Surami fortress ( Region of Kartli)
Surami fortress is a townlet in Georgia’s Shida Kartli region with the population of 9,800 (2002 Georgia Census). It is a popular mountain climatic resort and a home to a medieval fortress. Surami is located on the southern slopes of the Likhi Range (alternatively known as the Surami Range) which divides Georgia into its eastern and western parts, 4 km from the town Khashuri, to which Surami is connected through a railway spur. The first human settlement on Surami’s territory dates back to the early Bronze Age.
It is probably the Surium of Classical authors, specifically Pliny the Elder (AD 23-79), who place it in the eastern part of Colchis, towards Iberia. Strategically located at the entrance into the Borjomi Gorge and guarding the road from eastern to western Georgia, Surami became a heavily fortified town in the 12th century. From the 1170s to the latter part of the 14th century, the fortress of Surami was a hereditary fief of the dynasty of the eristavs (“governors”) of Kartli (central Georgia), who assumed the surname of Surameli (სურამელი; literally, “[lord] of Surami”).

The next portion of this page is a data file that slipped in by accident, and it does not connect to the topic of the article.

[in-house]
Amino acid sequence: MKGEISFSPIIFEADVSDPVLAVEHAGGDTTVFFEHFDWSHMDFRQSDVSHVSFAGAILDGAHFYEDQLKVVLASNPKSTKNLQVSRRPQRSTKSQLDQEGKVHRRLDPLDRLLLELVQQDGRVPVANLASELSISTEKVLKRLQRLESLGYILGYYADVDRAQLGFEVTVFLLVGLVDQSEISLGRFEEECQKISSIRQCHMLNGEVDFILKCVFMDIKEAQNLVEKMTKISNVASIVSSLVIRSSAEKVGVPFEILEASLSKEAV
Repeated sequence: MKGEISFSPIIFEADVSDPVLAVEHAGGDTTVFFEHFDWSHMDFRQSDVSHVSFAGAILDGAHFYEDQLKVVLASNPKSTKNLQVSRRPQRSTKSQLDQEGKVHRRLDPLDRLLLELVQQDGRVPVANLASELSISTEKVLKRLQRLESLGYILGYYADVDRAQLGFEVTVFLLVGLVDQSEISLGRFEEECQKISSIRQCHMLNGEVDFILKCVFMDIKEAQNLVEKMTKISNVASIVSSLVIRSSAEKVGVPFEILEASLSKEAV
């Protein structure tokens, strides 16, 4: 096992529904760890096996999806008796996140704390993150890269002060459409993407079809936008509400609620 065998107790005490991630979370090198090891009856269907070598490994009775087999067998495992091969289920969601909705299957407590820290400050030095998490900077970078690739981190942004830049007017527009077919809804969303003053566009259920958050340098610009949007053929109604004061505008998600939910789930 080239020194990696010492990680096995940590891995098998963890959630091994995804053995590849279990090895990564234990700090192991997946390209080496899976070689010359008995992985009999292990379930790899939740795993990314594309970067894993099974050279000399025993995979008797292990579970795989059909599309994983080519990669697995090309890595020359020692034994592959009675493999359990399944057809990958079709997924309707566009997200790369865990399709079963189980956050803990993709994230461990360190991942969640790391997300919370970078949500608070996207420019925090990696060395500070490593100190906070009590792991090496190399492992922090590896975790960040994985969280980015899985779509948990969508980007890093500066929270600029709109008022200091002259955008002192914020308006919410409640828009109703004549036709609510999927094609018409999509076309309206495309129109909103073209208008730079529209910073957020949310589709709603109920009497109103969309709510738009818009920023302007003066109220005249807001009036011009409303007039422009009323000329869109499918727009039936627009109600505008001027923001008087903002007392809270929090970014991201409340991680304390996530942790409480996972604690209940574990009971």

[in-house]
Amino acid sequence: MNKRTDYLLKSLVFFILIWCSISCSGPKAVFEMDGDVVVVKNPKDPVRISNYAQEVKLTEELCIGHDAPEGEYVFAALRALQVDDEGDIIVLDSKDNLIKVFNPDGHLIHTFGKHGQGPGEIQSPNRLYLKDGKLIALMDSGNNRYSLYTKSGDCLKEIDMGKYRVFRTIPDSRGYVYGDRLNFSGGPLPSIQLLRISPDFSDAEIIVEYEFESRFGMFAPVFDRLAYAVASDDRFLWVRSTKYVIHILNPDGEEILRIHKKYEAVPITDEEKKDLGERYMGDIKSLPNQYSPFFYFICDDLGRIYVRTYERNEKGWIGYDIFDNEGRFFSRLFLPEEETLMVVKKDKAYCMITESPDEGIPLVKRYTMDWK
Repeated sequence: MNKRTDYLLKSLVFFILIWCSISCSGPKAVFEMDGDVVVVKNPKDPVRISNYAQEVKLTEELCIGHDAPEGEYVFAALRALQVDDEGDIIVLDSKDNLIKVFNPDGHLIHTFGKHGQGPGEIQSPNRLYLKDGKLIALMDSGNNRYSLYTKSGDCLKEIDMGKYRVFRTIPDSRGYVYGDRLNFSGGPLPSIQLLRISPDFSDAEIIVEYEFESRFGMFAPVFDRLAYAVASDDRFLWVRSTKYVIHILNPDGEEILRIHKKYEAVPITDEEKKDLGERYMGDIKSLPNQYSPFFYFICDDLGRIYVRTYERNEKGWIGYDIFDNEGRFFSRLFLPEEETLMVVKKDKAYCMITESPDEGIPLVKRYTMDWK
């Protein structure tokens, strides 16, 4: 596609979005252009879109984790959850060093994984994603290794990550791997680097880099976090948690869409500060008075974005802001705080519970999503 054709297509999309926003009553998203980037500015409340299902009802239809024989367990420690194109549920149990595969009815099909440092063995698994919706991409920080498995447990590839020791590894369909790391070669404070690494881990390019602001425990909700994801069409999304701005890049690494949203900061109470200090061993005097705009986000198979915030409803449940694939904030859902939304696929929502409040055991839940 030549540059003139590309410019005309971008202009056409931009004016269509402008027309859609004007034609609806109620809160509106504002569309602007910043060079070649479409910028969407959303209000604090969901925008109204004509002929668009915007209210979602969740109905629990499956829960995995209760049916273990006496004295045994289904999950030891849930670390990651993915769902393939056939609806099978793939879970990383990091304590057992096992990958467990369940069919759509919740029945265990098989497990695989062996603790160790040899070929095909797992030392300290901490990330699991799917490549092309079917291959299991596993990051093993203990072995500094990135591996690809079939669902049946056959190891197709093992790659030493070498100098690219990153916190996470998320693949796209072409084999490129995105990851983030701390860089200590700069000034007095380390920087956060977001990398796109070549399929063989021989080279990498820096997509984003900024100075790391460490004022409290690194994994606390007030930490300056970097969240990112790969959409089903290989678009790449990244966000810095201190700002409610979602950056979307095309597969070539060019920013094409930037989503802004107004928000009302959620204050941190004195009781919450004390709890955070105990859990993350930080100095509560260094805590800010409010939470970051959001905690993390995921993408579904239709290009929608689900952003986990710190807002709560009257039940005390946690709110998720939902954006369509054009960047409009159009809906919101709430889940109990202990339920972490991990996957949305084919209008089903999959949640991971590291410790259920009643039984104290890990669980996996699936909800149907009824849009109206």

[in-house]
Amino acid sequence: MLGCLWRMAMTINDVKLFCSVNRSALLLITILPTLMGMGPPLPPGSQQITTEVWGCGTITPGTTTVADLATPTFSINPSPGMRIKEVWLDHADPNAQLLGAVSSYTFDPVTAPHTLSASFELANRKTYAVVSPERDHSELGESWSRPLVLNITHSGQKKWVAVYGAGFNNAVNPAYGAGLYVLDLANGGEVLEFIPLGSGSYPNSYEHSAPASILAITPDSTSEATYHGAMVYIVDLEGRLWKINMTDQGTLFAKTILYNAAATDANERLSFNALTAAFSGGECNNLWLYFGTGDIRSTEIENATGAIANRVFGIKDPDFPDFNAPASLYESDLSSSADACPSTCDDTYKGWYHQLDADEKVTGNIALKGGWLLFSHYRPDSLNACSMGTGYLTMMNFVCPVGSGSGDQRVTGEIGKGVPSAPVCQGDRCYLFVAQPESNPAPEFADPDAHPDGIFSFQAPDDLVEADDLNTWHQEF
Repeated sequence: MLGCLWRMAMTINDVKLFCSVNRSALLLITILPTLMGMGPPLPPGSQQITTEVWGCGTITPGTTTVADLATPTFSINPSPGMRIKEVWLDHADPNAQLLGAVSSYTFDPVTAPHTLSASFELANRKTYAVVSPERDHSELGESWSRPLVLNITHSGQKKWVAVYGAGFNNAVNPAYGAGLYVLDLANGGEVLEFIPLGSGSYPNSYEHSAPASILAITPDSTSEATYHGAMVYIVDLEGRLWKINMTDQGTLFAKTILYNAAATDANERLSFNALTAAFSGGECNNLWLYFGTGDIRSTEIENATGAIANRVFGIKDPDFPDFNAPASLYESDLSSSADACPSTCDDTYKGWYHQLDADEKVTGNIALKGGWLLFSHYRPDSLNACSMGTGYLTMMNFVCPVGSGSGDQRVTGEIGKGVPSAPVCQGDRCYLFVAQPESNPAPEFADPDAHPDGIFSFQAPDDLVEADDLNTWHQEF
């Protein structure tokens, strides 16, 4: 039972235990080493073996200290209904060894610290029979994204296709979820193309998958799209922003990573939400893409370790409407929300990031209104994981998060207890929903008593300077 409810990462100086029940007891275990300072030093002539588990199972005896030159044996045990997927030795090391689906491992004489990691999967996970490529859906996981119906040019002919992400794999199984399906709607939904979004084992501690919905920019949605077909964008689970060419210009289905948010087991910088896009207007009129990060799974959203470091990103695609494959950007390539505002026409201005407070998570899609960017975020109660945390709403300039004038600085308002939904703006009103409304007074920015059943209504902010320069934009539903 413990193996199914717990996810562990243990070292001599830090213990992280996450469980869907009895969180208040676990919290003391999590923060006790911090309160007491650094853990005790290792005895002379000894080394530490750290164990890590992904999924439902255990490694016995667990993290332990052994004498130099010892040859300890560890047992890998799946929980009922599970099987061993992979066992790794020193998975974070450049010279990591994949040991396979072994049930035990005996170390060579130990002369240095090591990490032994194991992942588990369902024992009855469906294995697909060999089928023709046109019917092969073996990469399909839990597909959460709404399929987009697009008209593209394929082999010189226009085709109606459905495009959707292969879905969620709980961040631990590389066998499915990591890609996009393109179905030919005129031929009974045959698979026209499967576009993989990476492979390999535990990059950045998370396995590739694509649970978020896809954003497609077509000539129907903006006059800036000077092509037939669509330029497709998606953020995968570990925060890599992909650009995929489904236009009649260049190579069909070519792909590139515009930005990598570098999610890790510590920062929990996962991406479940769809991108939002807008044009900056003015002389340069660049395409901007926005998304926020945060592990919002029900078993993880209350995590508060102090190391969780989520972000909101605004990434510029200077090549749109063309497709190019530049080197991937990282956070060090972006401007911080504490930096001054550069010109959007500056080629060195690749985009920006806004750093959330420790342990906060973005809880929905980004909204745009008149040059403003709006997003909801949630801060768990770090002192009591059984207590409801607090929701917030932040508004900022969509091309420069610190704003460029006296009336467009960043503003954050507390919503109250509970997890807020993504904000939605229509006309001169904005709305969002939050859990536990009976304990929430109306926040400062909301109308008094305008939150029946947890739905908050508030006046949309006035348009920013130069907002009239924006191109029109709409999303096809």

Subsequently, Surami declined but retained its lively trading post as well as the fortress which was reconstructed in the 16th and 17th centuries. By the mid-18th century, according to Prince Vakhushti, Surami had 200 households of Georgians, Armenians and Jews. In the 1740s, Surami was used by Prince Givi Amilakhvari as his base against King Teimuraz II and Persians. After the prince’s surrender in 1745, the fortress was demolished, but later restored and exploited by the Russo-Georgian troops in anti-Ottoman operations during the Russo-Turkish War (1768–1774). After the Russian annexation of Georgia in 1801, Surami housed a military post and was later popularized as a mountain climatic resort.